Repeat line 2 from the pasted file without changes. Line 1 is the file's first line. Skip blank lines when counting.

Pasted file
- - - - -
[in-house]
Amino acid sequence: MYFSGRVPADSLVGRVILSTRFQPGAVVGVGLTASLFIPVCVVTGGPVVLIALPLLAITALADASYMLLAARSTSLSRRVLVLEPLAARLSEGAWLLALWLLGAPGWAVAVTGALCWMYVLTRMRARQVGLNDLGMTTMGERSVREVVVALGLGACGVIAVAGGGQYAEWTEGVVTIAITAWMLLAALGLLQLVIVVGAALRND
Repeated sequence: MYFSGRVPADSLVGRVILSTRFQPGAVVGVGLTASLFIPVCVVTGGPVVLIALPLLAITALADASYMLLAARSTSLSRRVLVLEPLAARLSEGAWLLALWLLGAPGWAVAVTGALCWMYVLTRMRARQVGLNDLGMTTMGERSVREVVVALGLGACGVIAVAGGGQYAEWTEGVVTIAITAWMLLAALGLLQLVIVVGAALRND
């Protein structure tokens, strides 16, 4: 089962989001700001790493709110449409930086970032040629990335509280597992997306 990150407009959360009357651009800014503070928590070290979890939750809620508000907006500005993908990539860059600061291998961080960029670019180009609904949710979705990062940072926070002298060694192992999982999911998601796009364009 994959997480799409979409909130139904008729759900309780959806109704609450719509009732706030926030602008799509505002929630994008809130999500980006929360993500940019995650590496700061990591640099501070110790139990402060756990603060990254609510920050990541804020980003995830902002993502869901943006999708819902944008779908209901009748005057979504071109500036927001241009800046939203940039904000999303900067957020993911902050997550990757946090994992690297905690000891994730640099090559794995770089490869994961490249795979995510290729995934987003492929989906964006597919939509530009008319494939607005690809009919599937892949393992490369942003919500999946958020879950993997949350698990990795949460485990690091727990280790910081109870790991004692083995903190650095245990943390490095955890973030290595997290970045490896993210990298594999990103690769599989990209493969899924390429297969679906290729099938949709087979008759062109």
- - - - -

Amino acid sequence: MYFSGRVPADSLVGRVILSTRFQPGAVVGVGLTASLFIPVCVVTGGPVVLIALPLLAITALADASYMLLAARSTSLSRRVLVLEPLAARLSEGAWLLALWLLGAPGWAVAVTGALCWMYVLTRMRARQVGLNDLGMTTMGERSVREVVVALGLGACGVIAVAGGGQYAEWTEGVVTIAITAWMLLAALGLLQLVIVVGAALRND